The Santos Ltd (ASX: STO) share price will likely have a captivated audience on Thursday. Australia’s second-largest independent oil and gas company has drawn some attention after its prominent display at the COP26 climate summit in Glasgow.
The event hosted appearances by several Australian companies seeking to display their climate-targeted efforts. Attendees included Andrew ‘Twiggy’ Forrest’s green-hydrogen protégé Fortescue Future Industries, alongside Sun Cable and Santos.
However, some criticism has been voiced regarding Santos’ prominent featuring at the event. Yet, Santos CEO Kevin Gallagher is adamant the company’s ‘blue’ hydrogen strategy is a winner.
Let’s take a look at what unfolded.
ASX-listed Santos turns up the heat at COP26
Santos has not been secretive about its ambitions to be net zero emissions by 2040. The 67-year-old Australian oil and gas giant believes it can reinvent itself by utilising new technologies. One important tool at its disposal is carbon capture storage. This is an essential ingredient for Santos in its proposed blue hydrogen production.
On Monday, Santos announced it had decided on proceeding with its $220 million Moomba carbon capture and store (CCS) project. The project, which is expected to be completed in 2024, is expected to capture 1.7 million tonnes of carbon dioxide per year. By using CCS, Santos will be able to burn natural gas in a low-emission manner.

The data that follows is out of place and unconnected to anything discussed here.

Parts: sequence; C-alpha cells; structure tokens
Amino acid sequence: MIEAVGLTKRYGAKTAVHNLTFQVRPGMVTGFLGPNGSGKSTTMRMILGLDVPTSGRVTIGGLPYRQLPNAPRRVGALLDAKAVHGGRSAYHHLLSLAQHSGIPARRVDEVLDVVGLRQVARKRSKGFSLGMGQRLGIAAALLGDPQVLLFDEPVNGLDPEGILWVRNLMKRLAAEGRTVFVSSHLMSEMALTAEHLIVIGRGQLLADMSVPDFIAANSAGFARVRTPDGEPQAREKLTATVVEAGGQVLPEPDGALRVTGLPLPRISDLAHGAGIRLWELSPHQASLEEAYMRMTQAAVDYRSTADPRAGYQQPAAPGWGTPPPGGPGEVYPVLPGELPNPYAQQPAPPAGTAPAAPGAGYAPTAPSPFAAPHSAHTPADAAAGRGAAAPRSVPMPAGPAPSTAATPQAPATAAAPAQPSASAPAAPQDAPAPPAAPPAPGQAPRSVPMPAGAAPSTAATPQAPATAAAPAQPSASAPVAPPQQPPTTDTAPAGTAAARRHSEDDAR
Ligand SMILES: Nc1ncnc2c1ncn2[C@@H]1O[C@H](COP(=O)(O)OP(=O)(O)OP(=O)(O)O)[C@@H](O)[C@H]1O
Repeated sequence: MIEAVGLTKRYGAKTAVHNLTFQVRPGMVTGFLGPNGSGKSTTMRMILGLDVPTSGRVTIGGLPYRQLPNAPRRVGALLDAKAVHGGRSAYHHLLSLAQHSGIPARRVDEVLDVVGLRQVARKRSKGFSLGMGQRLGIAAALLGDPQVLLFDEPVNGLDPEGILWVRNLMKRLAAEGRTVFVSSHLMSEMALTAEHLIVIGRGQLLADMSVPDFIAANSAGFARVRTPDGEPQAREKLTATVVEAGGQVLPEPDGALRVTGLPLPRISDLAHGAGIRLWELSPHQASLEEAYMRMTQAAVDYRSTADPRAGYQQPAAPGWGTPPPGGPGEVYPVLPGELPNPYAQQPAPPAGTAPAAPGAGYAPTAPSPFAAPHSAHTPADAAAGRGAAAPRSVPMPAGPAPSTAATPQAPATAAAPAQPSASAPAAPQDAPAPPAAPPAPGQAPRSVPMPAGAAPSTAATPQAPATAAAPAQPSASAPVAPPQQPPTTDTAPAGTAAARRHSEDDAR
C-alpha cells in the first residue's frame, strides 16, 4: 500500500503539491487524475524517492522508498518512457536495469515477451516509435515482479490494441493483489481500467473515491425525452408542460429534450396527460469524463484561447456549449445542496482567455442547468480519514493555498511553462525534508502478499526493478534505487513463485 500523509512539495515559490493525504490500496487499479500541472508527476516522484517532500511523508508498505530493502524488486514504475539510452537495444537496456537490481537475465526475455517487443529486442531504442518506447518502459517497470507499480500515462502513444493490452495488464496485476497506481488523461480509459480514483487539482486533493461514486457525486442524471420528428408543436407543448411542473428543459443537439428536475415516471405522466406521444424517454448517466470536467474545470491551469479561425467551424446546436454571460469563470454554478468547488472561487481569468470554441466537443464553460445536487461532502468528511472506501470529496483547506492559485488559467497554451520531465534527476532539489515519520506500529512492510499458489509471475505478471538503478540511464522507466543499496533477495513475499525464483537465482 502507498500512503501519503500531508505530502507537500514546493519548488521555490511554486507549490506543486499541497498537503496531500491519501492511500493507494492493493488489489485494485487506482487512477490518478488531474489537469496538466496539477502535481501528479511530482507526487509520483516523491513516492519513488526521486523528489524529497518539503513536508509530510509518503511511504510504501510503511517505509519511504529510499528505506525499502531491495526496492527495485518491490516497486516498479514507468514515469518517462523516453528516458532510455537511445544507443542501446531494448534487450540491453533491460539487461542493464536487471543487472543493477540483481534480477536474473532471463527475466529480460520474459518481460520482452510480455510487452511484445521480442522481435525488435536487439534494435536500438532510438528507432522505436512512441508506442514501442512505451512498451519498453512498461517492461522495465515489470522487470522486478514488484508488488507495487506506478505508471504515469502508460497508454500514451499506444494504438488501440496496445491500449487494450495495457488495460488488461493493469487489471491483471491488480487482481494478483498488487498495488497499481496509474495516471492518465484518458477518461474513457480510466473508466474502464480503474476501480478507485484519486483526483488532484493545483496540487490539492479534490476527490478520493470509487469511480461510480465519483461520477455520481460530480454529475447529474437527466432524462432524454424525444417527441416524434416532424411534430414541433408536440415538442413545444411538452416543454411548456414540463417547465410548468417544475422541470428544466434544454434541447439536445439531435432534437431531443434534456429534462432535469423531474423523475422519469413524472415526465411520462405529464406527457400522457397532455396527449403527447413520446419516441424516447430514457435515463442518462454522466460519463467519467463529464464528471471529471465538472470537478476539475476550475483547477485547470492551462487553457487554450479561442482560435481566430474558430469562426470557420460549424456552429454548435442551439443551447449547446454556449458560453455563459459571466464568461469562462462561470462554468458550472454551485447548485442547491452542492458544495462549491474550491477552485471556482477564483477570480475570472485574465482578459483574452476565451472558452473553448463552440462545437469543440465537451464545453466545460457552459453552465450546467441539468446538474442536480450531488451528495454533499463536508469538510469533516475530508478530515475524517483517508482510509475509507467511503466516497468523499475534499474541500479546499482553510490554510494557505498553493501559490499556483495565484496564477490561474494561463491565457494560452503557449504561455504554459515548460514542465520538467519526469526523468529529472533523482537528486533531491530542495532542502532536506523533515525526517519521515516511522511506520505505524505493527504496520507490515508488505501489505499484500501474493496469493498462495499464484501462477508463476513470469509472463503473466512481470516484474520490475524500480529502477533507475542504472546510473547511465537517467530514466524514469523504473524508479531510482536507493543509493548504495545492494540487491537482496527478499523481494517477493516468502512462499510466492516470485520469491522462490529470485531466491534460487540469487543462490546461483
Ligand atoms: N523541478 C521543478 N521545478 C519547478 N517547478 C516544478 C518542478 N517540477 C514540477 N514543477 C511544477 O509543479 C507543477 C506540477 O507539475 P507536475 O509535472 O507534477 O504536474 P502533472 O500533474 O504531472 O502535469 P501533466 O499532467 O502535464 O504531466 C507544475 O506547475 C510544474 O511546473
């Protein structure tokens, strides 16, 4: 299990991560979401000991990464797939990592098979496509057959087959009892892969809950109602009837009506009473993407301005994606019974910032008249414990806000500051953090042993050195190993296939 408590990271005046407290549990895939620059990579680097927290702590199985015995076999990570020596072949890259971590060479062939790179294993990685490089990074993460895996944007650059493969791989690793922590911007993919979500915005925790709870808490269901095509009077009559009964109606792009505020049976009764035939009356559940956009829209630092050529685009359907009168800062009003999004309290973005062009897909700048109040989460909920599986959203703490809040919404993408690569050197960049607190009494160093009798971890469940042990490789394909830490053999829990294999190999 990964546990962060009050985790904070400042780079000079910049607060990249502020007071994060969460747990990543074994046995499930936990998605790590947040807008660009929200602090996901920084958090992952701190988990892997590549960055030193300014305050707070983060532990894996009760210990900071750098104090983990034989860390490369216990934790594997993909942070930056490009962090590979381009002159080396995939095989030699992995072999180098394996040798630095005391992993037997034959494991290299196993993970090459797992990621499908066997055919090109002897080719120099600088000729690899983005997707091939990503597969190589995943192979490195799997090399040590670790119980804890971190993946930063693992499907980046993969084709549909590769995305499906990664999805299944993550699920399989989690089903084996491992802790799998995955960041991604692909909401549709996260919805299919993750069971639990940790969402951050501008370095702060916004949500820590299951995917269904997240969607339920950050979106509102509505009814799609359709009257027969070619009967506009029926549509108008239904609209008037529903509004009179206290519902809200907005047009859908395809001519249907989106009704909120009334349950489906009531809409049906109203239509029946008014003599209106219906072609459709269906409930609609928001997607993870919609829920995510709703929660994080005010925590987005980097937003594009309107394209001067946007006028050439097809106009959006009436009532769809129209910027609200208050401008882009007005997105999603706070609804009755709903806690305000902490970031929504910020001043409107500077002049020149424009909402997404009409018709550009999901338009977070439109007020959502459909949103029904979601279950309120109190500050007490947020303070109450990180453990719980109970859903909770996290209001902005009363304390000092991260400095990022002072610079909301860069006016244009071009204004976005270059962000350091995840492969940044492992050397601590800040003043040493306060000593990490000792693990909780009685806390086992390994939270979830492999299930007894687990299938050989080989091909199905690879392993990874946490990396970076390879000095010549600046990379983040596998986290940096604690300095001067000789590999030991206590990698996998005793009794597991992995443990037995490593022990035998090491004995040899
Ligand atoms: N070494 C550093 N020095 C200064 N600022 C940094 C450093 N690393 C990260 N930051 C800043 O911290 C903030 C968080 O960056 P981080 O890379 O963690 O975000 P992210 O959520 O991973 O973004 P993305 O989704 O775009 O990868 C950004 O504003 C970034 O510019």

Following the announcement, Santos CEO Kevin Gallagher has shared the opinion that fossil fuel companies will need to transition to new energy sources “or die”. In addition, the CEO pointed out that Santos is looking at green hydrogen plants. Although, Gallagher thinks that it won’t be economically viable for a decade.
Despite its endeavours to go net-zero, some participants at the COP26 summit weren’t happy with Santos’ featuring. In fact, former prime minister Malcolm Turnbull went as far as calling ASX-listed Santos’ appearance “a joke”.
While the proposed project would enable the capturing of CO2, the company would likely be using this in conjunction with gas extraction. A concept that isn’t quite as green as producing energy directly through renewable sources.
What is blue hydrogen?
While green hydrogen is made by using renewable energy, blue hydrogen takes a different approach. Specifically, natural gas is burnt, with hydrogen being produced from the steam generated. From there, the carbon dioxide emissions are stored underground using carbon capture storage.
Gallagher is sceptical of renewables catering for all of the hydrogen required by 2050. Instead, blue hydrogen could fill this gap, as Gallagher stated, “We believe we can get it (blue hydrogen) to market quicker, and we have an abundance of natural gas in Australia which becomes a competitive advantage.”
Finally, ASX-listed Santos is trading at $6.86, down 2.83% at the time of writing.
The post Move over Twiggy, here’s why Santos’ (ASX:STO) boss is focused on blue hydrogen appeared first on The Motley Fool Australia.
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Motley Fool contributor Mitchell Lawler has no position in any of the stocks mentioned. The Motley Fool Australia’s parent company Motley Fool Holdings Inc. has no position in any of the stocks mentioned. The Motley Fool Australia has no position in any of the stocks mentioned. The Motley Fool has a disclosure policy. This article contains general investment advice only (under AFSL 400691). Authorised by Bruce Jackson.
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